Ever feel as if your writing is a waste of time? That the entire universe is laughing at your paltry literary efforts? That’s one of my biggest fears, and it’s founded on reality.
I wrote three unsuccessful children’s book series for David C. Cook in the 1990s. And by “unsuccessful” I mean the amount of royalties I received for all three series was $2.87. I still have the uncashed check.
So when I saw a writing book that included these words in the title—How to Write a Riveting Novel Before You Waste Three Years—the words Before You Waste made me think of those unprofitable books.
Those series represent the entirety of my freelance work in my 30s, the time when you’re supposed to be at your creative peak. I lost a decade, not just three years. I was raising kids then too, and anytime I had a spare second, I was writing. I have little show for my efforts. I should have taught my kids how to become professional yodelers instead.
All that to say the phrase Before You Waste in the book’s title caught my eye because I’m writing again full time and don’t want to squander this decade too.
Why Story Genius works
The entire title of the book I saw is long. It has a sub title and a sub-sub title: Story Genius. How to Use Brain Science to Go Beyond Outlining and Write a Riveting Novel (Before You Waste Three Years Writing 327 Pages That Go Nowhere). I checked out the audio version of the book from the library. The brain science part is nothing to write home about, at least it wasn’t for me. Here’s the summary: People are influenced by good stories. (She has a Ted Talk on it; you can listen to it here.)
However, other parts of the book were transforming. As I mentioned in my review of Save the Cat Writes a Novel, I can remember stories, and in Story Genius, author Lisa Cron uses a story to teach how to write a good novel. She actually writes a novella within the writing manual. (I’ll use the Save the Cat method for pacing.)
Why I wasn’t a Story Genius
In the 1990s I was a decent writer. I could throw together a chapter without a single grammatical error. My action scenes were well paced. Description? Practically poetic. Dialogue? Snappier than Rice Krispies. But I lacked great characters with compelling problems. As a result, no one really cared about my protagonists. And the end result of that result was $2.87.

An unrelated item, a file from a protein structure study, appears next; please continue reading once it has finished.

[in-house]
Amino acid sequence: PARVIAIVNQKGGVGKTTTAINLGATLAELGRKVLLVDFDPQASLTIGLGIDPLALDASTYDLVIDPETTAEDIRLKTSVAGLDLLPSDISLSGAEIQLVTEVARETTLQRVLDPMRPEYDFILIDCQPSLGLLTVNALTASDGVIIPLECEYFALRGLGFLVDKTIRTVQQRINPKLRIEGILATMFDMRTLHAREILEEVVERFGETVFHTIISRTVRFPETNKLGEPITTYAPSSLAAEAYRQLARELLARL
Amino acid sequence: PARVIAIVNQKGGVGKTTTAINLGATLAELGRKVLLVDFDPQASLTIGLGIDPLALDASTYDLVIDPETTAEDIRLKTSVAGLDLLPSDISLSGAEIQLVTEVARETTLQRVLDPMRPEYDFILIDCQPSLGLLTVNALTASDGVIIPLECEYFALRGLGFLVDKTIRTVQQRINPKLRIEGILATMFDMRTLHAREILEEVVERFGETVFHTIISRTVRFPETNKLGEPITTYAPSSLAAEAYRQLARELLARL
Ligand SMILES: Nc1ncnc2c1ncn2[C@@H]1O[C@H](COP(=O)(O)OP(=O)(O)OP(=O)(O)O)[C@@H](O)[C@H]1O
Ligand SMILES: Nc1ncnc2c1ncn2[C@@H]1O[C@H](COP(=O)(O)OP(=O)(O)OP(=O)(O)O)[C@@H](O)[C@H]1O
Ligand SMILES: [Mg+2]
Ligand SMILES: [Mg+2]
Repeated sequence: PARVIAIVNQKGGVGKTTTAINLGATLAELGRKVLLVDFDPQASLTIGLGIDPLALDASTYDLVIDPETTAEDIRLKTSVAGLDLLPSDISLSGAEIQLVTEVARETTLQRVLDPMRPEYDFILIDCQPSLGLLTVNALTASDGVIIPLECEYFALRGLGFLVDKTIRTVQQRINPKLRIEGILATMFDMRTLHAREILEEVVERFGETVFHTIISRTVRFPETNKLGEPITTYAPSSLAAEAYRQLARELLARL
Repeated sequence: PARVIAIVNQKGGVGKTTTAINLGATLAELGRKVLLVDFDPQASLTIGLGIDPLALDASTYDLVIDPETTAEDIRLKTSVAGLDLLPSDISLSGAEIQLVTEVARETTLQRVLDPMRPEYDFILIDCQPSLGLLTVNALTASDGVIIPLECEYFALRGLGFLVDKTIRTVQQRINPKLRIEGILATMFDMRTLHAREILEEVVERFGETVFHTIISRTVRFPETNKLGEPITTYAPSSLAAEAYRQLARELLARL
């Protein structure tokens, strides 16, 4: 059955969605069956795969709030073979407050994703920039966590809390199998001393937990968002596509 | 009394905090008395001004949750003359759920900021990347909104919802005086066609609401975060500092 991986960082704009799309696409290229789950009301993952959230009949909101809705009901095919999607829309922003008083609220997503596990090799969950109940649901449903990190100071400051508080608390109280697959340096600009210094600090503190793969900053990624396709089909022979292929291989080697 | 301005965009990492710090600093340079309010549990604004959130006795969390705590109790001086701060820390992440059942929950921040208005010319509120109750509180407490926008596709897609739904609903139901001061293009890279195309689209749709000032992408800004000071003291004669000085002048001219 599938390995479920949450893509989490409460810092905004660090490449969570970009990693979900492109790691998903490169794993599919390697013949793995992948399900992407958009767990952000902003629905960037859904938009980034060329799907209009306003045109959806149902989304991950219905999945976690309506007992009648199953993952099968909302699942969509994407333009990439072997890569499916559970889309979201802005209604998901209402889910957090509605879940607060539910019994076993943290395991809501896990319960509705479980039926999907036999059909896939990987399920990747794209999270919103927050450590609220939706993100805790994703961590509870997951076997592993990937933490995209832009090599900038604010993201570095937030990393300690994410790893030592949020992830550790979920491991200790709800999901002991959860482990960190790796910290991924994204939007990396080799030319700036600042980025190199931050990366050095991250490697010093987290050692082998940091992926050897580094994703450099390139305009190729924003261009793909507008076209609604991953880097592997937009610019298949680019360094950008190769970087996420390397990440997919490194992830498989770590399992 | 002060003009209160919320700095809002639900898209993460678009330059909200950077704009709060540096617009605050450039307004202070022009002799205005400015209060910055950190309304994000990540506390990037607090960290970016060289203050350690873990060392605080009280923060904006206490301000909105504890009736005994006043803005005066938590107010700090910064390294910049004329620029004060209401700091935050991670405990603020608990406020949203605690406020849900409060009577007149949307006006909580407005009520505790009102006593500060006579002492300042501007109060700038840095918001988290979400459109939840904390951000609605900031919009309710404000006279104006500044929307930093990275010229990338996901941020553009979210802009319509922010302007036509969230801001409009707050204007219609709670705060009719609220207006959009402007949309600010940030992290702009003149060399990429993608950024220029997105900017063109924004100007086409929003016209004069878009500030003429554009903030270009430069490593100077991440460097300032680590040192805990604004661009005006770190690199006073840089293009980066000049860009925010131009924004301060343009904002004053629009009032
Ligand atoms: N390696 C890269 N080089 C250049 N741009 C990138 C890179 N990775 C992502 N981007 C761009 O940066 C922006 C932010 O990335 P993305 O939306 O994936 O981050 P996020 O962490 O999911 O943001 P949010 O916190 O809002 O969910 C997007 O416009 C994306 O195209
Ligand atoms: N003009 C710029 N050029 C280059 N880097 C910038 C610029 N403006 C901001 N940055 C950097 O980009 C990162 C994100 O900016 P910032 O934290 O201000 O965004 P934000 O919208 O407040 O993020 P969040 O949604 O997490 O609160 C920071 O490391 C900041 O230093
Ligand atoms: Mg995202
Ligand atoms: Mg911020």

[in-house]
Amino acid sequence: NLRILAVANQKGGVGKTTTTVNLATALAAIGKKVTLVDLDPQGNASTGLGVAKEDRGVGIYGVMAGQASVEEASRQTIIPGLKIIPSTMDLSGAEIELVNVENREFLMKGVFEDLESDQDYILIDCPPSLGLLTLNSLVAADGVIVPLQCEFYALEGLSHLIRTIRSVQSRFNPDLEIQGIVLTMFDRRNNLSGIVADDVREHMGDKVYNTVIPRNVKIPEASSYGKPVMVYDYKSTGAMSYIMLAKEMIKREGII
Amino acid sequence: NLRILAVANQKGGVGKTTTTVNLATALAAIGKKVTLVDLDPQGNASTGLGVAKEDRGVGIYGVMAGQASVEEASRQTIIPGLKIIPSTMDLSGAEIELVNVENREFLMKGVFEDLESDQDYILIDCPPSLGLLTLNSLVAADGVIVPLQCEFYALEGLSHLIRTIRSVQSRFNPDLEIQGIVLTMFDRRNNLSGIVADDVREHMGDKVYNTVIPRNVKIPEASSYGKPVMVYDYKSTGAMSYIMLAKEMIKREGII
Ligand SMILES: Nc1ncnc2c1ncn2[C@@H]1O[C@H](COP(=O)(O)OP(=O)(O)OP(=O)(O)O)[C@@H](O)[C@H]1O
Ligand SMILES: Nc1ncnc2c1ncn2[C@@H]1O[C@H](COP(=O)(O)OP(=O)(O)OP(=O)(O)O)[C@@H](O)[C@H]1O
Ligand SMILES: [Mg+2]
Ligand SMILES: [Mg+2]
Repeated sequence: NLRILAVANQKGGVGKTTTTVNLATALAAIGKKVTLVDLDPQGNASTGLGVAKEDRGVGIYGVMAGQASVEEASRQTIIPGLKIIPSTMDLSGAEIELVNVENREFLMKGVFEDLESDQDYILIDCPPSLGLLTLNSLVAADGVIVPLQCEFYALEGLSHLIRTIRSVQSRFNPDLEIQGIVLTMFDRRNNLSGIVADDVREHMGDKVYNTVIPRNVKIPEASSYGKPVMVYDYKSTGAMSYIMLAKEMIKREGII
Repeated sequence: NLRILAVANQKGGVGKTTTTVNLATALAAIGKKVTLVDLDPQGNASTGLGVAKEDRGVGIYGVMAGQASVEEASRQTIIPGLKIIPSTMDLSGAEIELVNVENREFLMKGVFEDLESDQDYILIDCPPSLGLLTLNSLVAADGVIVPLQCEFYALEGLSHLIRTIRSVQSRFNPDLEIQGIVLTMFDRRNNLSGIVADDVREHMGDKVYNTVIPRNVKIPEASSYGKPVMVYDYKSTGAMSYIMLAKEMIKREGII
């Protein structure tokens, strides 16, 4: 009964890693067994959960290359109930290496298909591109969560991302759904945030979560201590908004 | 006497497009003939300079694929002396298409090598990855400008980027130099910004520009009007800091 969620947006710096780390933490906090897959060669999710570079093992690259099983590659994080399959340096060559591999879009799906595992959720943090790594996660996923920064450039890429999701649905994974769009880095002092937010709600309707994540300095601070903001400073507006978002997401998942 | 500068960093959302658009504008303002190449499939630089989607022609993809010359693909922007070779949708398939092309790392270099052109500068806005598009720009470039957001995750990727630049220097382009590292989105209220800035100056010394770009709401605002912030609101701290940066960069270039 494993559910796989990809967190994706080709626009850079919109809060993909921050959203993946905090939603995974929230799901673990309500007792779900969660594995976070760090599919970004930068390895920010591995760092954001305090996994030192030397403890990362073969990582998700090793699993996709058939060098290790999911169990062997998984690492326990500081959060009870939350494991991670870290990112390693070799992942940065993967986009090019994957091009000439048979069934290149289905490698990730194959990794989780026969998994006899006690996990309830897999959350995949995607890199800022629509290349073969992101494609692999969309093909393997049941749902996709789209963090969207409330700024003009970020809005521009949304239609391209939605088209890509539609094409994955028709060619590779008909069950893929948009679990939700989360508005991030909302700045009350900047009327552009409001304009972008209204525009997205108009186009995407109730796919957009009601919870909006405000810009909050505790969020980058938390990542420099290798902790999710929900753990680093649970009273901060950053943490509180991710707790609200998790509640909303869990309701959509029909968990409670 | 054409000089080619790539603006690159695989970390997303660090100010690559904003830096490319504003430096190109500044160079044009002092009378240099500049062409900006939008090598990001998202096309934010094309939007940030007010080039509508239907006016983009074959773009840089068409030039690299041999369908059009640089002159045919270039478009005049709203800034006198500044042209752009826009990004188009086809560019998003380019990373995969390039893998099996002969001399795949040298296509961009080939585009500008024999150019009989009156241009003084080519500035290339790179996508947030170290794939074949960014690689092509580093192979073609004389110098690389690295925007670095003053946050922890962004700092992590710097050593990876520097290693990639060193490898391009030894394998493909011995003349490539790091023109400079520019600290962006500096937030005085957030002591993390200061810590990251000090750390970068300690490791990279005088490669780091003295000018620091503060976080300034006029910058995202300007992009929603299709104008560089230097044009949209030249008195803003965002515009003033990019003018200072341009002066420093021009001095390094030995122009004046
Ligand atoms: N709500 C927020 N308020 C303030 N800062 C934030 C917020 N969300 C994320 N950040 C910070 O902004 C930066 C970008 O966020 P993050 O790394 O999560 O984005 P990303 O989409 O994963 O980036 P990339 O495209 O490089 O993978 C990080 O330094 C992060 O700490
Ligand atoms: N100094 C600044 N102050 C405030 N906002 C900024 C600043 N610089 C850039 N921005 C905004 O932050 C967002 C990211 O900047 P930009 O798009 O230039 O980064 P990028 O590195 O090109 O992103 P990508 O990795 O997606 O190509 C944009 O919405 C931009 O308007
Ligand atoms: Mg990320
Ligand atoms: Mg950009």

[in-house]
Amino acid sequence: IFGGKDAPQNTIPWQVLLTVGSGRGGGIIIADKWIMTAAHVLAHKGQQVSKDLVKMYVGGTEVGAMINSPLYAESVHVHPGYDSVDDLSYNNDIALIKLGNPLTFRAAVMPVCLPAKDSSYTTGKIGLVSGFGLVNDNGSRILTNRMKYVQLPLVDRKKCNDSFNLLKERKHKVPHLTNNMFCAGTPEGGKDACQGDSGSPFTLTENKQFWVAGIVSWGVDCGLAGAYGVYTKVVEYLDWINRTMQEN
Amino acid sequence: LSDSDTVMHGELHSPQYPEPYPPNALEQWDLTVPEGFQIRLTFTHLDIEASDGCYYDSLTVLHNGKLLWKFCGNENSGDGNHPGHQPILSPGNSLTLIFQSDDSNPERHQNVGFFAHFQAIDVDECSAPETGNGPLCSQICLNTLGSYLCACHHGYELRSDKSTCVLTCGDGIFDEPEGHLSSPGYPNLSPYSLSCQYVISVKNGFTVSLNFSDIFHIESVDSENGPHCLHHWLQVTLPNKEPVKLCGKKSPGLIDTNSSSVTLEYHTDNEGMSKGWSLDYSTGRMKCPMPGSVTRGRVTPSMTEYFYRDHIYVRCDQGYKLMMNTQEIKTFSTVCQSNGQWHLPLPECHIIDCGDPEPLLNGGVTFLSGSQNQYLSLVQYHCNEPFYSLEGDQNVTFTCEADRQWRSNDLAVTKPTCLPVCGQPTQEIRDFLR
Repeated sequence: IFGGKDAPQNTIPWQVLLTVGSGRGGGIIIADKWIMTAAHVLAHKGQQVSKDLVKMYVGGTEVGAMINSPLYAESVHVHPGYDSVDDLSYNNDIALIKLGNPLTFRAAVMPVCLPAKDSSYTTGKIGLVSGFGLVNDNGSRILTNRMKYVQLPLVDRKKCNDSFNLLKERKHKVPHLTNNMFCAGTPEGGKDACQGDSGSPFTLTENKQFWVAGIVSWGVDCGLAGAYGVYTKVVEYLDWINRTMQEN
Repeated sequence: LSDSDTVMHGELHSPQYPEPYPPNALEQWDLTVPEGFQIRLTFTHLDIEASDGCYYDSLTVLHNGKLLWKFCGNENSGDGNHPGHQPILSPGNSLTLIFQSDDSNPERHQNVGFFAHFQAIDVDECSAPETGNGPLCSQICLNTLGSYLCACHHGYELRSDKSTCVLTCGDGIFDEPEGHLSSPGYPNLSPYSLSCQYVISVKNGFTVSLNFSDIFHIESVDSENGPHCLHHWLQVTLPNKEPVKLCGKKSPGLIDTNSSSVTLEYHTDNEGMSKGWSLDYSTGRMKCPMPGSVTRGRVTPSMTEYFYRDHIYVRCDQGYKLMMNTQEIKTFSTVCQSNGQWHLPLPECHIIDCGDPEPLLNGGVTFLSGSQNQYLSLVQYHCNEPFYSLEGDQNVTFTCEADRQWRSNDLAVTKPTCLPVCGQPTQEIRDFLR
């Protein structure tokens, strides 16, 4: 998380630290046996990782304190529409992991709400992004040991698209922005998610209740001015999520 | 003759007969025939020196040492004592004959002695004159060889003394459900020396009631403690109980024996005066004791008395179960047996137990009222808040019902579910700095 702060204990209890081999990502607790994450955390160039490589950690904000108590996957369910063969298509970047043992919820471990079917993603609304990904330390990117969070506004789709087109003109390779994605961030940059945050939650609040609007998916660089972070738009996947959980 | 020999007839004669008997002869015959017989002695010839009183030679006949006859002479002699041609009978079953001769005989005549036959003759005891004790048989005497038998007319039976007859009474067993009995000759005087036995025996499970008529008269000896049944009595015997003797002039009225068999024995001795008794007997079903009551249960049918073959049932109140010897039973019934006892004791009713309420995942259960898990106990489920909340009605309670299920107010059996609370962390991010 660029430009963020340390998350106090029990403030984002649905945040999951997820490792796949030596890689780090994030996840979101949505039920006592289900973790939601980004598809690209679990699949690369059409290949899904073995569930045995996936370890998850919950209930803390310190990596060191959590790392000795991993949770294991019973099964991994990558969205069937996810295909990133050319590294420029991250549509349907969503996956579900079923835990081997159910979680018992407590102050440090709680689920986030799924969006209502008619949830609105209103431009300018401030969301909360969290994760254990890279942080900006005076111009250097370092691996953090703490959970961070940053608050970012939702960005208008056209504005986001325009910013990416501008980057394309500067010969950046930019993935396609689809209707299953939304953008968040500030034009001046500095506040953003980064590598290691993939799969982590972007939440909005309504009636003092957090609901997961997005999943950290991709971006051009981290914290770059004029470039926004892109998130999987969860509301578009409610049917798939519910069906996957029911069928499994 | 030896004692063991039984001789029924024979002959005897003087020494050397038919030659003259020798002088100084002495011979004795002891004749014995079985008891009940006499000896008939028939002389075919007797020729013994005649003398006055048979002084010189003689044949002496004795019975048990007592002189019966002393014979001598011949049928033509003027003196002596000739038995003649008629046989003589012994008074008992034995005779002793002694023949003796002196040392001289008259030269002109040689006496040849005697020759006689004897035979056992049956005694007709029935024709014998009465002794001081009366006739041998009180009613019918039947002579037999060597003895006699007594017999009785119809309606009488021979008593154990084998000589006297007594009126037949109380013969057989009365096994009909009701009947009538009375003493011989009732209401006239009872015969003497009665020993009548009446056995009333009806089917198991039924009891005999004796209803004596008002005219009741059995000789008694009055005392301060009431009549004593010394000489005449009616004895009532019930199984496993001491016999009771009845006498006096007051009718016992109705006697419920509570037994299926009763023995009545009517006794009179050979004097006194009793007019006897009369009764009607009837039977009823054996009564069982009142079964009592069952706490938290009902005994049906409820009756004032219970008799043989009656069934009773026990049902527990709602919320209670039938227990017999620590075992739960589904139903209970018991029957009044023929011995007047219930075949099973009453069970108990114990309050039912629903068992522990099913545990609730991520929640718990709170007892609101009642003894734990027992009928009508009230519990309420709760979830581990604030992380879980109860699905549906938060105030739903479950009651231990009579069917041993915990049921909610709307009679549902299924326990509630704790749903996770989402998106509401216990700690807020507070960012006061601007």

My current book series, The Imagination Station, contains time travel stories. The main characters are essentially on quests that take them through exciting periods in Christian history. Not much character development happens while they are running from hot lava or a legion of Roman soldiers. But the simple characterization works in that genre.
In my current status as a wanna-be-a-better-children’s-middle-grade-novelist, I know I need to up my character-development game. And Lisa Cron’s book has given me hope I can sell another children’s book series with a great character storyline.
The Story Genius and misbelief
The huge takeaway I have from Story Genius is the concept of misbelief. Lisa Cron develops this in “Part II, Creating the Inside Story” (chapters 3–8). She explains that in every story, the protagonist has a misbelief that is rectified in the “aha moment.”
In the book series I’m trying to sell to a Christian publisher, my main character, Ari, lives in Babylon after the Jews have been taken captive by King Nebuchadnezzar. He has the misbelief that God doesn’t care about the Jews. This misbelief is the focus of the entire book.
I’ve outlined the book describing how Ari got that misbelief. The “Aha moment” will be when Shadrach, Meshach, and Abednego are saved from the fiery furnace, and Ari will be faced with evidence that his belief was false. Any backstory about Ari will show how he attained his misbelief. Any conflict in the book will come with Ari expresses his misbelief and is rebuffed by other characters. Any actions Ari take will be driven by this misbelief—and the actions he take will get him in trouble with both the Jews and the Babylonians. I’m really excited about this story and the message it will present to kids about God’s love. (Plus they’ll learn a lot about ancient Babylon, like how they documented everything—even how much food the prisoners ate.)
Is the Story Genius method good enough to get me a contract?
Writing the outline for this novel was the easiest one I’ve ever done. I had a clear focus of what Ari needed to do and why he would do it. The scenes for the sample chapters practically wrote themselves. I won’t be tempted to follow rabbit trails that don’t explain or rectify Ari’s misbelief. And most important, readers will care about Ari as I explain his emotions and motivations, because who among us hasn’t had doubts about God’s love? They will want to follow along as Ari discovers more about God and himself.
I turned the proposal in on February 18, and I’m still waiting to hear back . . . I’ll let you know how it turns out in my next blog, or the next one, or the next one. The wait can be excruciating.
Let’s stay connected.
Want to chat with me for 30 minutes to discuss your project for free? (Or we can talk about Ravensburger puzzles. I am addicted to the 500 large-piece size puzzles.) Email me at HeLovesMeBooks@gmail.com to set up a time.
About Marianne Hering
Marianne Hering was a founding editor of Focus on the Family Clubhouse magazine. Since then she’s been writing for children and editing Christian books for adults. Find out more about the Imagination Station book series that has sold more than 1 million copies at MarianneHering.com. Follow her on Facebook and Instagram.